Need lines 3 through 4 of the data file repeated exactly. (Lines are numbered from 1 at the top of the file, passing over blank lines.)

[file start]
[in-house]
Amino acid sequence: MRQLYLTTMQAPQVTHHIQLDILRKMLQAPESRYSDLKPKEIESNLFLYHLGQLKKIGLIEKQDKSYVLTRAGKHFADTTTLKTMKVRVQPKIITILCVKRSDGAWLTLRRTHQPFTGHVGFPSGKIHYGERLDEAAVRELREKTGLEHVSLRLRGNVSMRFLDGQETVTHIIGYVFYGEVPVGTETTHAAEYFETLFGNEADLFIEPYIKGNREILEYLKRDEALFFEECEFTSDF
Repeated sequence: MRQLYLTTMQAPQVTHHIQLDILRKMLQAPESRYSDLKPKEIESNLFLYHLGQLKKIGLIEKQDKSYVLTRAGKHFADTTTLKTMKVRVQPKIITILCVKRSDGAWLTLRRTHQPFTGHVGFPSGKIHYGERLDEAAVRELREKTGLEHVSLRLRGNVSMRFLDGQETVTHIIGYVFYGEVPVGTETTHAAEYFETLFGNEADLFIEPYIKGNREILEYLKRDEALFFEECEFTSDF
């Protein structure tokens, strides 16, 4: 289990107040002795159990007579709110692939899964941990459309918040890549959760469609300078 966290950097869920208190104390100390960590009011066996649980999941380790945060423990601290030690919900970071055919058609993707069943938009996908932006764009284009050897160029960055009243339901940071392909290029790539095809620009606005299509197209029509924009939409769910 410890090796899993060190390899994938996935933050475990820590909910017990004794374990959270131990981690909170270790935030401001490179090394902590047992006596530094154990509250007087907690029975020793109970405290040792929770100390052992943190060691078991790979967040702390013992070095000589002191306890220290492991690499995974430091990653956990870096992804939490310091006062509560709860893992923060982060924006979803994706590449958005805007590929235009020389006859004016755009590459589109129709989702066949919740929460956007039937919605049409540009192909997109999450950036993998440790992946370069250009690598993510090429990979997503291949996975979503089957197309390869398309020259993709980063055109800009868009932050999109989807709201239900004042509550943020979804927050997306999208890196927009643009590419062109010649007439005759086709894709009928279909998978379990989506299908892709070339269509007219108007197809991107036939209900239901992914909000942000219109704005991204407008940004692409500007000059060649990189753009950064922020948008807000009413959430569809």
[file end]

Repeated sequence: MRQLYLTTMQAPQVTHHIQLDILRKMLQAPESRYSDLKPKEIESNLFLYHLGQLKKIGLIEKQDKSYVLTRAGKHFADTTTLKTMKVRVQPKIITILCVKRSDGAWLTLRRTHQPFTGHVGFPSGKIHYGERLDEAAVRELREKTGLEHVSLRLRGNVSMRFLDGQETVTHIIGYVFYGEVPVGTETTHAAEYFETLFGNEADLFIEPYIKGNREILEYLKRDEALFFEECEFTSDF
């Protein structure tokens, strides 16, 4: 289990107040002795159990007579709110692939899964941990459309918040890549959760469609300078 966290950097869920208190104390100390960590009011066996649980999941380790945060423990601290030690919900970071055919058609993707069943938009996908932006764009284009050897160029960055009243339901940071392909290029790539095809620009606005299509197209029509924009939409769910 410890090796899993060190390899994938996935933050475990820590909910017990004794374990959270131990981690909170270790935030401001490179090394902590047992006596530094154990509250007087907690029975020793109970405290040792929770100390052992943190060691078991790979967040702390013992070095000589002191306890220290492991690499995974430091990653956990870096992804939490310091006062509560709860893992923060982060924006979803994706590449958005805007590929235009020389006859004016755009590459589109129709989702066949919740929460956007039937919605049409540009192909997109999450950036993998440790992946370069250009690598993510090429990979997503291949996975979503089957197309390869398309020259993709980063055109800009868009932050999109989807709201239900004042509550943020979804927050997306999208890196927009643009590419062109010649007439005759086709894709009928279909998978379990989506299908892709070339269509007219108007197809991107036939209900239901992914909000942000219109704005991204407008940004692409500007000059060649990189753009950064922020948008807000009413959430569809």